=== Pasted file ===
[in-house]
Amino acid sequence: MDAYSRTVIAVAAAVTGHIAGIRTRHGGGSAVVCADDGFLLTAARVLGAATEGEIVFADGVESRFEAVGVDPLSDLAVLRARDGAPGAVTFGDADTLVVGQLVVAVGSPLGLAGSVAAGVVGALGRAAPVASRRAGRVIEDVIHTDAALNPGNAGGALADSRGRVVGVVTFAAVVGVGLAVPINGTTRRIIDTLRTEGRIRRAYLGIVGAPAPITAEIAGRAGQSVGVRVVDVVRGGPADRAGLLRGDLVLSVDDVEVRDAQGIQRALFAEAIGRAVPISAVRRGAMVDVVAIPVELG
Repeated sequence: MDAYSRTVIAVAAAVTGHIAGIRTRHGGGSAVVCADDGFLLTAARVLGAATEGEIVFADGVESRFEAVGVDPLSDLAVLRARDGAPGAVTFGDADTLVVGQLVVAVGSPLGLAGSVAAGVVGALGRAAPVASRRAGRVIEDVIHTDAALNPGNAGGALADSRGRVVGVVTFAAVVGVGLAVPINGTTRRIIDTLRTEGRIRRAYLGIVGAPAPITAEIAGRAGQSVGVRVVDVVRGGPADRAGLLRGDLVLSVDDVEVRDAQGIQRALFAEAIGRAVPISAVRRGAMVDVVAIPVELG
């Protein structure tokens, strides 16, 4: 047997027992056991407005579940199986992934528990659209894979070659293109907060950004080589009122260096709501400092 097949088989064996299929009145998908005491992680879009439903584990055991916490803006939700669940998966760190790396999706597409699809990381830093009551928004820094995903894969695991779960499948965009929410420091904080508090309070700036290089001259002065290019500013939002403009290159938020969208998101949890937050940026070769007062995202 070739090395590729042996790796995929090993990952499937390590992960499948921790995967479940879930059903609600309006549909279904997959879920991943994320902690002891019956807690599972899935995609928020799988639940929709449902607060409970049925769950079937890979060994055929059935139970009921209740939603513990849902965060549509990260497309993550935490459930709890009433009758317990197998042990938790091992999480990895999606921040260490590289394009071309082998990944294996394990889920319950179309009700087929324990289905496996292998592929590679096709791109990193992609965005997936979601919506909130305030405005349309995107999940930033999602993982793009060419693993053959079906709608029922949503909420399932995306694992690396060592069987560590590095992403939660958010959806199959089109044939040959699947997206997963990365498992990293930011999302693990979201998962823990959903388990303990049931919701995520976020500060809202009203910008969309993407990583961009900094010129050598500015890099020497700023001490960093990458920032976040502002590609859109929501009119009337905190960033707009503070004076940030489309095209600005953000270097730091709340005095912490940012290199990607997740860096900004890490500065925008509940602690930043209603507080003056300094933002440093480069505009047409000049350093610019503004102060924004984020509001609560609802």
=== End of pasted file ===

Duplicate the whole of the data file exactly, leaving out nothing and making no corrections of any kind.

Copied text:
[in-house]
Amino acid sequence: MDAYSRTVIAVAAAVTGHIAGIRTRHGGGSAVVCADDGFLLTAARVLGAATEGEIVFADGVESRFEAVGVDPLSDLAVLRARDGAPGAVTFGDADTLVVGQLVVAVGSPLGLAGSVAAGVVGALGRAAPVASRRAGRVIEDVIHTDAALNPGNAGGALADSRGRVVGVVTFAAVVGVGLAVPINGTTRRIIDTLRTEGRIRRAYLGIVGAPAPITAEIAGRAGQSVGVRVVDVVRGGPADRAGLLRGDLVLSVDDVEVRDAQGIQRALFAEAIGRAVPISAVRRGAMVDVVAIPVELG
Repeated sequence: MDAYSRTVIAVAAAVTGHIAGIRTRHGGGSAVVCADDGFLLTAARVLGAATEGEIVFADGVESRFEAVGVDPLSDLAVLRARDGAPGAVTFGDADTLVVGQLVVAVGSPLGLAGSVAAGVVGALGRAAPVASRRAGRVIEDVIHTDAALNPGNAGGALADSRGRVVGVVTFAAVVGVGLAVPINGTTRRIIDTLRTEGRIRRAYLGIVGAPAPITAEIAGRAGQSVGVRVVDVVRGGPADRAGLLRGDLVLSVDDVEVRDAQGIQRALFAEAIGRAVPISAVRRGAMVDVVAIPVELG
């Protein structure tokens, strides 16, 4: 047997027992056991407005579940199986992934528990659209894979070659293109907060950004080589009122260096709501400092 097949088989064996299929009145998908005491992680879009439903584990055991916490803006939700669940998966760190790396999706597409699809990381830093009551928004820094995903894969695991779960499948965009929410420091904080508090309070700036290089001259002065290019500013939002403009290159938020969208998101949890937050940026070769007062995202 070739090395590729042996790796995929090993990952499937390590992960499948921790995967479940879930059903609600309006549909279904997959879920991943994320902690002891019956807690599972899935995609928020799988639940929709449902607060409970049925769950079937890979060994055929059935139970009921209740939603513990849902965060549509990260497309993550935490459930709890009433009758317990197998042990938790091992999480990895999606921040260490590289394009071309082998990944294996394990889920319950179309009700087929324990289905496996292998592929590679096709791109990193992609965005997936979601919506909130305030405005349309995107999940930033999602993982793009060419693993053959079906709608029922949503909420399932995306694992690396060592069987560590590095992403939660958010959806199959089109044939040959699947997206997963990365498992990293930011999302693990979201998962823990959903388990303990049931919701995520976020500060809202009203910008969309993407990583961009900094010129050598500015890099020497700023001490960093990458920032976040502002590609859109929501009119009337905190960033707009503070004076940030489309095209600005953000270097730091709340005095912490940012290199990607997740860096900004890490500065925008509940602690930043209603507080003056300094933002440093480069505009047409000049350093610019503004102060924004984020509001609560609802």